Four years after its announcement, the Football Association of Singapore's vision of having a National Training Centre (NTC) may soon be bearing fruit.
National agency Sport Singapore (SportSG) called for an expression of interest from parties in providing multi-disciplinary consultancy services on the Government Electronic Business website earlier this month.
The window for applicants to indicate their interest in the NTC project ended on Oct 20.
According to the documents that were sent out by SportSG to the interested parties and obtained by The Sunday Times, the cost of construction is estimated at $25.7 million.
The duration of the project has been set at about 30 months - six for design development and the remaining 24 for construction. This suggests a December 2017 roll-out of the NTC or earlier.
The appointed party will provide consultancy services including architectural and mechanical and electrical engineering to quantity surveying.
In 2010, the FAS launched a five-year strategic plan, with the construction of a state-of-the-art NTC as a target.
A SportSG spokesman said the NTCwill provide the national players, as well as members of the public, with the proper facilities to train.
The centre will also boost the overall learning opportunities for football teams, referees and coaches.
"We are exploring possible locations," added the spokesman.
The final decision will also depend on what the appointed team proposes.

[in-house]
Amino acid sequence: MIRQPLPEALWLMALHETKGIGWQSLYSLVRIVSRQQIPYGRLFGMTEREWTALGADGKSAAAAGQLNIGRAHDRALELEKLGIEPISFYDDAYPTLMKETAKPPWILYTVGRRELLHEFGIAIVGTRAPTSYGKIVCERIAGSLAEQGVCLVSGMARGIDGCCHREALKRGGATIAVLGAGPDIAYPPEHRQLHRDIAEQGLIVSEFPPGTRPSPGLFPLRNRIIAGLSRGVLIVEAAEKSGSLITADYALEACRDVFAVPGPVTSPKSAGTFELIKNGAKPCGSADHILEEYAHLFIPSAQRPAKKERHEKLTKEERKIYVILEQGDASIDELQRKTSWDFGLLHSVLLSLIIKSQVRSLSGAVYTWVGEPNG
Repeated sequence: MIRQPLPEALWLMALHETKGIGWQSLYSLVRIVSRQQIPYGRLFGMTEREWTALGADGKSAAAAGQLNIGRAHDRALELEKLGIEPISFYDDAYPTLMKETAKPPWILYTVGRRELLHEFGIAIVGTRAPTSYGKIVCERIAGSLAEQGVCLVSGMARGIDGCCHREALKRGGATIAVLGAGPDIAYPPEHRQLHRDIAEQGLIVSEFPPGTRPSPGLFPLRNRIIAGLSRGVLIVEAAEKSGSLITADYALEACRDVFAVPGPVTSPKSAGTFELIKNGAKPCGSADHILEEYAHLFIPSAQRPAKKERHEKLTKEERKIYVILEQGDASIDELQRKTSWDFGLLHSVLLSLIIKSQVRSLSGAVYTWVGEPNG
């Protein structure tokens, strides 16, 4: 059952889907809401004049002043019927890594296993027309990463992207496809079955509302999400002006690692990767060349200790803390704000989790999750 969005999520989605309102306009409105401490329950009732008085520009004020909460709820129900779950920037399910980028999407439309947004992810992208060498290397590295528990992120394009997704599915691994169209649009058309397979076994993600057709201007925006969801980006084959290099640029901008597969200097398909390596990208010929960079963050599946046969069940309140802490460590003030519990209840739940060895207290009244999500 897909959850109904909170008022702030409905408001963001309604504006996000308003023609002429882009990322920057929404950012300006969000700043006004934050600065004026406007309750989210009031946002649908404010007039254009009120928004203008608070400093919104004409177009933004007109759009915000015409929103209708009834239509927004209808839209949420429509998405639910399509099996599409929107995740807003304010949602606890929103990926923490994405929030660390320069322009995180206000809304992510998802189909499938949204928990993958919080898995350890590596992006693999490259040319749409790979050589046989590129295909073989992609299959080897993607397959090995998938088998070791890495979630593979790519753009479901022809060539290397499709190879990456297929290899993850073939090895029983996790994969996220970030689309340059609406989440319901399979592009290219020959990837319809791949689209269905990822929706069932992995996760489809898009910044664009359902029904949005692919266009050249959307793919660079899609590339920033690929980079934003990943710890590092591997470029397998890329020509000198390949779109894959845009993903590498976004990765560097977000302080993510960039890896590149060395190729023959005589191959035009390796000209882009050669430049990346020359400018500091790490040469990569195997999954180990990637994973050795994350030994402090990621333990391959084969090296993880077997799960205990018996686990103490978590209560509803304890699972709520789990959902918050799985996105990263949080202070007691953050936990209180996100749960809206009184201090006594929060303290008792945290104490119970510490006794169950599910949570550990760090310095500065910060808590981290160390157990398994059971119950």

The Sunday Times understands that two possible locations are the current Jurong Stadium and Bukit Gombak Stadium.
While Farrer Park is a place that some members of the football fraternity hope will get the nod because of its historical significance, the location is most probably earmarked for residential purposes.
Regardless of the location, the prospect of having an NTC soon has been applauded by the players and coaches.
Rafi Ali, who is the head coach of S-League outfit Tampines Rovers, noted: "The centre will offer our national team a proper place to call home and bond, which helps in the understanding that will show when they are out on the pitch.
"Also, we get to build a culture among the national set-up when the age-group players learn more about representing the country when they come into contact with the senior team," he said.
Added national defender Afiq Yunos who plays for the LionsXII: "We train at various locations all over Singapore now, depending on venue availability and the purpose of training."
This can be taxing on players when they need to travel so much, he noted.
"Having a centralised training base, like what the top teams and nations have, will cut down on that burden and allow players to focus solely on preparing well for games."
This article was first published on Oct 26, 2014. Get a copy of The Straits Times or go to straitstimes.com for more stories.